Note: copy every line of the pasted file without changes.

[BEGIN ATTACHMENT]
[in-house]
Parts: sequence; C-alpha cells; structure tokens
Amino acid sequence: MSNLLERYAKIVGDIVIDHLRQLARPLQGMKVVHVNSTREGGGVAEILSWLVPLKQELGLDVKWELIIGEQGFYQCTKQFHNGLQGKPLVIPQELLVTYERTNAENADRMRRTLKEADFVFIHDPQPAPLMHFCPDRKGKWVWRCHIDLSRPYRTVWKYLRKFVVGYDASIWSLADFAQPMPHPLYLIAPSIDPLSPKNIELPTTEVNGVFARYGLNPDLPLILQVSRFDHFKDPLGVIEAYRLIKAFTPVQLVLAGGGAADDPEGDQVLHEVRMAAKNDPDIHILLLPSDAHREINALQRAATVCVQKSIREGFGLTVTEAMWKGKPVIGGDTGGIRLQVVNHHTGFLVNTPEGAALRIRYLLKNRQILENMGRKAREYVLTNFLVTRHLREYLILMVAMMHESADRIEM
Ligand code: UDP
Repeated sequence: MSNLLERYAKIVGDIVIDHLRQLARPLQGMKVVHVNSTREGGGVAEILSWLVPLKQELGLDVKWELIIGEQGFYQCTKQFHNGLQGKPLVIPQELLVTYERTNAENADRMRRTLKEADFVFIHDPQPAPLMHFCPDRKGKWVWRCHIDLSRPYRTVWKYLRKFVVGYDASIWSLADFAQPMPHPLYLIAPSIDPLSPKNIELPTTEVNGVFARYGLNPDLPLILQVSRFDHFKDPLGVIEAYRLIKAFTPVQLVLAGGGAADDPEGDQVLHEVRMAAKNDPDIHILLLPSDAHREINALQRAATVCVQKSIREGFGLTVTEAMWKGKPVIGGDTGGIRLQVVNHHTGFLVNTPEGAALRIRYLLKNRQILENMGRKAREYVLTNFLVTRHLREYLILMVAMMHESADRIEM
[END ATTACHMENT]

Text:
[in-house]
Parts: sequence; C-alpha cells; structure tokens
Amino acid sequence: MSNLLERYAKIVGDIVIDHLRQLARPLQGMKVVHVNSTREGGGVAEILSWLVPLKQELGLDVKWELIIGEQGFYQCTKQFHNGLQGKPLVIPQELLVTYERTNAENADRMRRTLKEADFVFIHDPQPAPLMHFCPDRKGKWVWRCHIDLSRPYRTVWKYLRKFVVGYDASIWSLADFAQPMPHPLYLIAPSIDPLSPKNIELPTTEVNGVFARYGLNPDLPLILQVSRFDHFKDPLGVIEAYRLIKAFTPVQLVLAGGGAADDPEGDQVLHEVRMAAKNDPDIHILLLPSDAHREINALQRAATVCVQKSIREGFGLTVTEAMWKGKPVIGGDTGGIRLQVVNHHTGFLVNTPEGAALRIRYLLKNRQILENMGRKAREYVLTNFLVTRHLREYLILMVAMMHESADRIEM
Ligand code: UDP
Repeated sequence: MSNLLERYAKIVGDIVIDHLRQLARPLQGMKVVHVNSTREGGGVAEILSWLVPLKQELGLDVKWELIIGEQGFYQCTKQFHNGLQGKPLVIPQELLVTYERTNAENADRMRRTLKEADFVFIHDPQPAPLMHFCPDRKGKWVWRCHIDLSRPYRTVWKYLRKFVVGYDASIWSLADFAQPMPHPLYLIAPSIDPLSPKNIELPTTEVNGVFARYGLNPDLPLILQVSRFDHFKDPLGVIEAYRLIKAFTPVQLVLAGGGAADDPEGDQVLHEVRMAAKNDPDIHILLLPSDAHREINALQRAATVCVQKSIREGFGLTVTEAMWKGKPVIGGDTGGIRLQVVNHHTGFLVNTPEGAALRIRYLLKNRQILENMGRKAREYVLTNFLVTRHLREYLILMVAMMHESADRIEM